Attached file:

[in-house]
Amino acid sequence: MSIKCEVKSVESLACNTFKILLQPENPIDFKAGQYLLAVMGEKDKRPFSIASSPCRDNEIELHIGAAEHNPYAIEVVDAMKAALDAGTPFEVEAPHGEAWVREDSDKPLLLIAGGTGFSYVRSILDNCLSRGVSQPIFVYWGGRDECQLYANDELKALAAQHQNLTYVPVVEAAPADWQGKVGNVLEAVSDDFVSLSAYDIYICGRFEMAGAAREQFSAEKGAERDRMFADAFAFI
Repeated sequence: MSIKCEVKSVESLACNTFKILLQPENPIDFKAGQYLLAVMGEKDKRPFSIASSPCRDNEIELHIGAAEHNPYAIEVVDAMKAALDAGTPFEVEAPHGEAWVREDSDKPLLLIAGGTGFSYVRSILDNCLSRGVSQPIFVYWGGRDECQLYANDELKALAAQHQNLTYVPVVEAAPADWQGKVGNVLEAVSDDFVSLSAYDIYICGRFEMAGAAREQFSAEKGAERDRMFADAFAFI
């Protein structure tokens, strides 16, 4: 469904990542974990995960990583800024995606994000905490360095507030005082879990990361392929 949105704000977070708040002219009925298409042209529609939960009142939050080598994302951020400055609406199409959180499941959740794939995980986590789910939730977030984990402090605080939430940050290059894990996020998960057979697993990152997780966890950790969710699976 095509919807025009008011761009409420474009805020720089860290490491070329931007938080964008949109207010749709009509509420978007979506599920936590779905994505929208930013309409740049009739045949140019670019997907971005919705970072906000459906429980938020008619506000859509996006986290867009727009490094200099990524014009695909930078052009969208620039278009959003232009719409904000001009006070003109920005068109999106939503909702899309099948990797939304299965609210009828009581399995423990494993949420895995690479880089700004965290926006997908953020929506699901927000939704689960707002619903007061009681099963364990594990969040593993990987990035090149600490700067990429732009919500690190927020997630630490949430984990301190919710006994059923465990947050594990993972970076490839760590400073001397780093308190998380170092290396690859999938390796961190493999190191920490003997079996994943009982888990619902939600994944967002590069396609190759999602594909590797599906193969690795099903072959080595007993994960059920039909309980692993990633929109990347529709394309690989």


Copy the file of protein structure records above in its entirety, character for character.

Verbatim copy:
[in-house]
Amino acid sequence: MSIKCEVKSVESLACNTFKILLQPENPIDFKAGQYLLAVMGEKDKRPFSIASSPCRDNEIELHIGAAEHNPYAIEVVDAMKAALDAGTPFEVEAPHGEAWVREDSDKPLLLIAGGTGFSYVRSILDNCLSRGVSQPIFVYWGGRDECQLYANDELKALAAQHQNLTYVPVVEAAPADWQGKVGNVLEAVSDDFVSLSAYDIYICGRFEMAGAAREQFSAEKGAERDRMFADAFAFI
Repeated sequence: MSIKCEVKSVESLACNTFKILLQPENPIDFKAGQYLLAVMGEKDKRPFSIASSPCRDNEIELHIGAAEHNPYAIEVVDAMKAALDAGTPFEVEAPHGEAWVREDSDKPLLLIAGGTGFSYVRSILDNCLSRGVSQPIFVYWGGRDECQLYANDELKALAAQHQNLTYVPVVEAAPADWQGKVGNVLEAVSDDFVSLSAYDIYICGRFEMAGAAREQFSAEKGAERDRMFADAFAFI
């Protein structure tokens, strides 16, 4: 469904990542974990995960990583800024995606994000905490360095507030005082879990990361392929 949105704000977070708040002219009925298409042209529609939960009142939050080598994302951020400055609406199409959180499941959740794939995980986590789910939730977030984990402090605080939430940050290059894990996020998960057979697993990152997780966890950790969710699976 095509919807025009008011761009409420474009805020720089860290490491070329931007938080964008949109207010749709009509509420978007979506599920936590779905994505929208930013309409740049009739045949140019670019997907971005919705970072906000459906429980938020008619506000859509996006986290867009727009490094200099990524014009695909930078052009969208620039278009959003232009719409904000001009006070003109920005068109999106939503909702899309099948990797939304299965609210009828009581399995423990494993949420895995690479880089700004965290926006997908953020929506699901927000939704689960707002619903007061009681099963364990594990969040593993990987990035090149600490700067990429732009919500690190927020997630630490949430984990301190919710006994059923465990947050594990993972970076490839760590400073001397780093308190998380170092290396690859999938390796961190493999190191920490003997079996994943009982888990619902939600994944967002590069396609190759999602594909590797599906193969690795099903072959080595007993994960059920039909309980692993990633929109990347529709394309690989």